Note to the folks at Bethesda: finish your games before offering them to customers.

User Rating: 1.1 | The Elder Scrolls IV: Oblivion MOBI
I'm not a terribly picky gamer. I don't own an X-Box or a PSP. I only recently learned who "nVidia" is, and I still view the original Bard's Tale as one of the high water marks for PC gaming. So generally a well thought out cellphone game is enough to recover me from boredom until I need to get back to work or move on to more important things.

Nevertheless, I'm ready to draw one line in the sand: developers, please finish your games before selling them to me.

The online screenshots of Oblivion for Mobile suggest a virtual epic by cell phone standards. Diverse scenery is punctuated with unique monsters, broken terrain, and even the occational treasure chest. Perhaps Colin Powell designed these screens, because they are almost certainly Weapons of Mass Deception.

Unlike the game depicted online, the actual Oblivion for Mobile gameplay can be summed up in a few sentences. After a too long text sequence setting the scene, the player is transported to a fuzzy green wasteland--where the are promptly killed by a vaguely gnoll-looking thing. With extreme luck or fleet running (not to mention a dozen replays), an enterprising gamer may manage to run away from this death bringer, finding the portal which leads to the next level.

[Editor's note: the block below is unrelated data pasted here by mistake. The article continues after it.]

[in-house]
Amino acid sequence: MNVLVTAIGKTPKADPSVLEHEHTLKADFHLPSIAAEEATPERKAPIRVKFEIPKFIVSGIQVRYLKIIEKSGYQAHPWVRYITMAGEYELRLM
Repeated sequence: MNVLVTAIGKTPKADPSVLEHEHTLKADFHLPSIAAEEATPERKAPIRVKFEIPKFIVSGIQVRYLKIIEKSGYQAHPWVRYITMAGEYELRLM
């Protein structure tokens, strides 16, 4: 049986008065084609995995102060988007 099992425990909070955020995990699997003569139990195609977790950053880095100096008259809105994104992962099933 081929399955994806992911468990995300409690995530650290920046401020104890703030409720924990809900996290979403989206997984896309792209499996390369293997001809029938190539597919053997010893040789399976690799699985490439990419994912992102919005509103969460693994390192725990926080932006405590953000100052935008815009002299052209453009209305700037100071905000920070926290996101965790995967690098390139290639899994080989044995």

But SURPRISE! the second level is the same as the first. Same green wasteland. Same feeble character. Same death by gnoll. Furthermore, should the too-patient gamer escape the gnoll beasts on level two, they are rewarded with a third level identical to the prior two. I actually played through a dozen of these things. They are all exactly the same.

Years ago I dabbled in programming, even PC game development, so I think it's pretty clear what happened here. New games must be designed in stages, with early stages like the combat engine or the level generator game tested before additional features are added. The version of Oblivion for Mobile I played feels like one of those early tests. Rather than sell me a complete game, the folks at Bethesda pawned off a programer's shell designed to make sure they haven't **** anything up yet. Heckuva job, guys. Can I have the real game now?